I have very seldom written letters to the editor and probably even more seldom voted no on a school bond election. However, this bond for the Oak Harbor School District is an easy no vote for me.
First of all, it is being sold as a replacement for the 2006 High School Bond (that I voted for) that will be paid off in December 2022. This is not a replacement; it is a new bond to construct/replace four different elementary schools plus a new transportation center.
This is written as a “take it or leave it,” “all or nothing” proposition. I can’t believe that now that the high school bond is almost done, we all of a sudden immediately need these five new projects. It appears to me that this bond was put together to simply maintain approximately the same amount of revenue for school construction (actually an increase of $.17 per $1,000 assessed valuation) that property owners have been paying the past 15 years and then deciding what can be done with it.
It may well be that some or all of these projects are needed, but it should not be a bundled program. If we need a new elementary school, propose a bond proposition for it and we’ll vote. If we need a new transportation center, same thing. Don’t just assume that since we have been paying $1.72 per $1,000 of assessed valuation in the past that we are going to be happy with the new bond at a projected $1.89/$1,000 now. Maybe it’s time to give the property owners a little relief instead of another increase.
To illustrate how much property owners have been paying for schools, the following is a breakdown of my situation. This is public record and I encourage everyone to do the research. In 2017, my total property tax was $3,049 with $1,859 going to schools (61%). In 2022, my property tax is $5,081 with $3,287 (65%) going to schools.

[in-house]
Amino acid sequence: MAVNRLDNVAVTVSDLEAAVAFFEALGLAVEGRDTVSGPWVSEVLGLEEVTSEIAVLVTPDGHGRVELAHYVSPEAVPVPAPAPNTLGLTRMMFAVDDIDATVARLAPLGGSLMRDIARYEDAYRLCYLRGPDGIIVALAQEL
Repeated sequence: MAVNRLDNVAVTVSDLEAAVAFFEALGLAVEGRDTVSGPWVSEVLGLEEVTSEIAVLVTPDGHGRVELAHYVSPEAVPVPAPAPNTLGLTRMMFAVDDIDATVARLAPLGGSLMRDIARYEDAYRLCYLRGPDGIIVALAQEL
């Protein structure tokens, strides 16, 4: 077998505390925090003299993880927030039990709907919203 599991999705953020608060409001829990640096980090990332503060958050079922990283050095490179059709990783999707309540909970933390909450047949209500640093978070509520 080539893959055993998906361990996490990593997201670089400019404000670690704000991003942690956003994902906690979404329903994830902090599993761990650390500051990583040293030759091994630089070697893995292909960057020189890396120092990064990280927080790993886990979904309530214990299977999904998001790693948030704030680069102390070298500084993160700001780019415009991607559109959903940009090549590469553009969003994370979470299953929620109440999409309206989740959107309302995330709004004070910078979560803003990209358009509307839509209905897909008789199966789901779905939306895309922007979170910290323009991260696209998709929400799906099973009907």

So, in five years, my total property tax has gone up $2,032 per year (67%) and of that, the school portion has increased $1,428 (77%). And now the school district is claiming that they are only asking for another “small” increase with this “replacement” construction bond.
One of the arguments made on the Oak Harbor Public Schools District home site is that unless we approve this bond package, we will not get Impact Aid from the Navy. I think this is misleading. The only Impact Aid the Navy is providing for this bond is for two of the schools, Crescent Harbor Elementary and the Hand-in Hand Early Learning Center and Home Connection. I could be wrong, but it seems to me that a bond election exclusively for those two projects would still receive the same impact aid and they would probably pass easily as a stand-alone bond issue.
Another argument made for the bond is that the state will help with up to 20% of the costs of new school construction, depending on factors such as age. When looking at the Olympic View Elementary proposal, it shows the state contributing less than 5% of the cost. Is it low because the state considers the school too new (built 1968, remodeled 2002) to justify rebuilding it?
The Oak Harbor Elementary plan may be a good one to do also, but again, the state is picking up less than 10% of that cost. It should also be a bond issue on its own merits.
I will probably get skewered by some of my teacher friends, but I really feel we are having the wool pulled over our eyes. In the past I have voted in favor of almost all school bond issues and I do support giving our students the best education possible. But this particular bond rubs me the wrong way.
Lastly, to those voters who don’t own property and are renters only, did you ever wonder why your rents are increasing?
Please vote no for this school bond on Feb. 8.